Which three shows airing on our stations this month are you most likely to watch, stream, or record?

My must-see is the PBS NewsHour Democratic Primary Debate on 12/19. The field is still so large, and I’m looking forward to seeing how the candidates deal with the pressure in the homestretch leading up to the first primary in February. I’m also a big lover of Christmas and theatre, so I’ll likely be tuning in to see Kristin Chenoweth perform at Christmas with the Tabernacle Choir on 12/16. Finally, I missed the original airing of American Masters: Mike Nichols a few years ago, so I look forward to the repeat on 12/20. Nichols was a giant in both film and theatre, and his Who’s Afraid of Virginia Woolf? is one of my favorite movies. (It’s also one of my favorite plays, and I can’t wait for the Broadway revival with Laurie Metcalf!)

Where do you live, and what are some of your favorite places in your neighborhood?

I’ve been living in Kensington, Brooklyn for nearly 12 years. I love it for its diversity and location (easy access to Prospect Park and an easy subway ride to Coney Island — two places I don’t go to nearly enough). One of my favorite spots is To B Thai for its fantastic food, as well as one of the 24-hour markets around the corner, where I can buy vanilla almond milk at any hour.

What book are you currently reading?

I’m simultaneously reading Infinite Jest, Ayn Rand’s complete works, and War and Peace in its native Russian. Ha! Just kidding. Currently, I’m reading Superfans by Pat Flynn, which explores how to take a brand’s casual fans and elevate them to evangelize for you. And I recently finished an anthology of Dr. Seuss books. Despite being from the same place as the author, I didn’t really grow up on Dr. Seuss, so I’m doing a bit of catch-up. My favorite is Horton Hears a Who because of its shrewd commentary on the importance of banding together with one united voice to make a difference in the world. It’s particularly resonant in today’s climate.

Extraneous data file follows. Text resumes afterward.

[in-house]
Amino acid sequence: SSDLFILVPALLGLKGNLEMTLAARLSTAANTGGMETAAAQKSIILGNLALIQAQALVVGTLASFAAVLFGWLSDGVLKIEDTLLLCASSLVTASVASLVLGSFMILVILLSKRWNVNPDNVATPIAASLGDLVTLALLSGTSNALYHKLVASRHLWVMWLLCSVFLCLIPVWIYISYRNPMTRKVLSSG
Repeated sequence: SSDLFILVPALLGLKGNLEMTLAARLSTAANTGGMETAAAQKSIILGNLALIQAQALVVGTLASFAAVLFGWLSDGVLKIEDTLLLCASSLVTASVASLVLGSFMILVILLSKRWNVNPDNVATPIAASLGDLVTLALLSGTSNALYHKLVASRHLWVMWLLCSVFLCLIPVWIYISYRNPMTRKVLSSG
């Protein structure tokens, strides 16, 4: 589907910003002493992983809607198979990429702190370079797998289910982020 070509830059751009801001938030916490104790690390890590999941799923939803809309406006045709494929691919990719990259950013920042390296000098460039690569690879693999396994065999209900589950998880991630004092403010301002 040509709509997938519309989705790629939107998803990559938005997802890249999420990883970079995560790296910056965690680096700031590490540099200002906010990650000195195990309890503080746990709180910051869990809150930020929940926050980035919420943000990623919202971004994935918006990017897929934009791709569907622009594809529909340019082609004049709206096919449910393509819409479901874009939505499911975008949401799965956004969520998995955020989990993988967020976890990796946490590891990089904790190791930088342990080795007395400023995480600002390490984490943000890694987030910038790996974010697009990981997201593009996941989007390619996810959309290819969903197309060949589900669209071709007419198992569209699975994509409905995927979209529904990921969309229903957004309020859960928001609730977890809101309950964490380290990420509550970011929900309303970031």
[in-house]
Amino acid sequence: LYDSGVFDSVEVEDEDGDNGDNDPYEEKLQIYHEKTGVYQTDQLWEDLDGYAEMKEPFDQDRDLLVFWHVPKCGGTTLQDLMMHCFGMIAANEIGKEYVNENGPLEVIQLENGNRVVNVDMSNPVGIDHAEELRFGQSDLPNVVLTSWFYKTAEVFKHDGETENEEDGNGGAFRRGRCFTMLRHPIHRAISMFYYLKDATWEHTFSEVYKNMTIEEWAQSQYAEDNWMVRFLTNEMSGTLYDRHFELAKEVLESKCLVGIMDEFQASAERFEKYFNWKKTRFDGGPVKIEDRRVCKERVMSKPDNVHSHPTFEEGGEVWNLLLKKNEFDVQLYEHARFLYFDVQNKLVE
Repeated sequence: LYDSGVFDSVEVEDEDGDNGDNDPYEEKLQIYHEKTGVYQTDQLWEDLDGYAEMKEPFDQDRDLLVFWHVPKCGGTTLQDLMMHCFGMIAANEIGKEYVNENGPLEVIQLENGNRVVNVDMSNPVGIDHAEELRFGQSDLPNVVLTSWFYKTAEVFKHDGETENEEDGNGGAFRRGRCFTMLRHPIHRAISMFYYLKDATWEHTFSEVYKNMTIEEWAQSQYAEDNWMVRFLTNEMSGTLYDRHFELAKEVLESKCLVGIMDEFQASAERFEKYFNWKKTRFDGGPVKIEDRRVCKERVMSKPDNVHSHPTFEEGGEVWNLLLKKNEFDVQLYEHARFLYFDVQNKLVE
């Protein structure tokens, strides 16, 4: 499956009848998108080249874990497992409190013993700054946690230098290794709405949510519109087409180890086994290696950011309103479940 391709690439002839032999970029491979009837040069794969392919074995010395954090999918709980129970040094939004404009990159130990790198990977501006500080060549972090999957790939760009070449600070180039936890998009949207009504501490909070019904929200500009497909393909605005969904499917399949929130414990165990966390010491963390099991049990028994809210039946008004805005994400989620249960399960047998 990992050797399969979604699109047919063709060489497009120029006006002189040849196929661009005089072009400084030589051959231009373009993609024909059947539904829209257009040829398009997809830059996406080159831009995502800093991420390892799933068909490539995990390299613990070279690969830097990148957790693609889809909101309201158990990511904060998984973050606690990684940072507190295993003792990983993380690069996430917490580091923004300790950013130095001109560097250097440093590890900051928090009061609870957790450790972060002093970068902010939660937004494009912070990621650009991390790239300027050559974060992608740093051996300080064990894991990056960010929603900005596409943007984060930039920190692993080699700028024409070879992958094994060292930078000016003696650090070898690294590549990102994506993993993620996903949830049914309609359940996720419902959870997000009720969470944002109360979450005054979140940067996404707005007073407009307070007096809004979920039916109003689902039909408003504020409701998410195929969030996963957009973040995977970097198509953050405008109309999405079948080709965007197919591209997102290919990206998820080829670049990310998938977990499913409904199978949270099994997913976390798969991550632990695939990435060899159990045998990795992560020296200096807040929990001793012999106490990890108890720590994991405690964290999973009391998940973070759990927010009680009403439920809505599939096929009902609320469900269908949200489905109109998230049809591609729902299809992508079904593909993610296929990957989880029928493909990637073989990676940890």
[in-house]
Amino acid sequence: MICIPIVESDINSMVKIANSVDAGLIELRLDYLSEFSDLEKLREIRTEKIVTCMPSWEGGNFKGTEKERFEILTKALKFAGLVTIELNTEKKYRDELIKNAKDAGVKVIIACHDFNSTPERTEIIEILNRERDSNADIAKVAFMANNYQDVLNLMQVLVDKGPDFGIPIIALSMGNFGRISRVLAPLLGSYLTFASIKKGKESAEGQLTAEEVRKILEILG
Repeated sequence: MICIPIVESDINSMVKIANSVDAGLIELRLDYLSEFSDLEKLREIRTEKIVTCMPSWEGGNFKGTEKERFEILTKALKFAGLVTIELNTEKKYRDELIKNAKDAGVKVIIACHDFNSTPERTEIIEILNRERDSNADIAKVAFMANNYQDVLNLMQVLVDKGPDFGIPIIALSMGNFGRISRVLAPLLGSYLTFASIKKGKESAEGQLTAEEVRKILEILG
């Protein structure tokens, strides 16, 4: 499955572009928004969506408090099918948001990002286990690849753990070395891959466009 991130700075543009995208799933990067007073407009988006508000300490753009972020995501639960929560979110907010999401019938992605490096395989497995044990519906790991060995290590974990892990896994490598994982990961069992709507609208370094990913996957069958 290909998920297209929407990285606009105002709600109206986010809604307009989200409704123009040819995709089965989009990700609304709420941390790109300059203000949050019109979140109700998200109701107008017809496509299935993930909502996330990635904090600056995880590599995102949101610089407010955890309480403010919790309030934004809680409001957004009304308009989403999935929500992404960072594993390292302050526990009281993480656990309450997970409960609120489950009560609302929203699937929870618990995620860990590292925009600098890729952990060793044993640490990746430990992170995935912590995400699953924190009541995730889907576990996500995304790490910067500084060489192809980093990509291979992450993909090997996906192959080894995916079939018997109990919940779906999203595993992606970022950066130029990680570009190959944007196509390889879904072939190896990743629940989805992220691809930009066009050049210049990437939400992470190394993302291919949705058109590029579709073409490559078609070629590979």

Do you have a special interest or hobby outside of work? If so, tell us about it!

Theatre and film are two big loves of mine. I usually moonlight once or twice a week ushering off-Broadway and some Broadway shows. I get paid with a free show — and usually a great seat. That’s primarily how I end up seeing anywhere from 90-100+ shows a year. So if you see me around the office wearing all black, it’s not because I’m on my way to a Johnny Cash fan club meeting. Also, a couple years ago I realized that despite my voracious appetite for all things NYC, I wasn’t taking advantage of the great restaurant scene here. So I started a dinner club with friends. Once a month, we try a different place and whoever’s birthday is that month gets to choose the spot. We have enough people joining that most months are covered.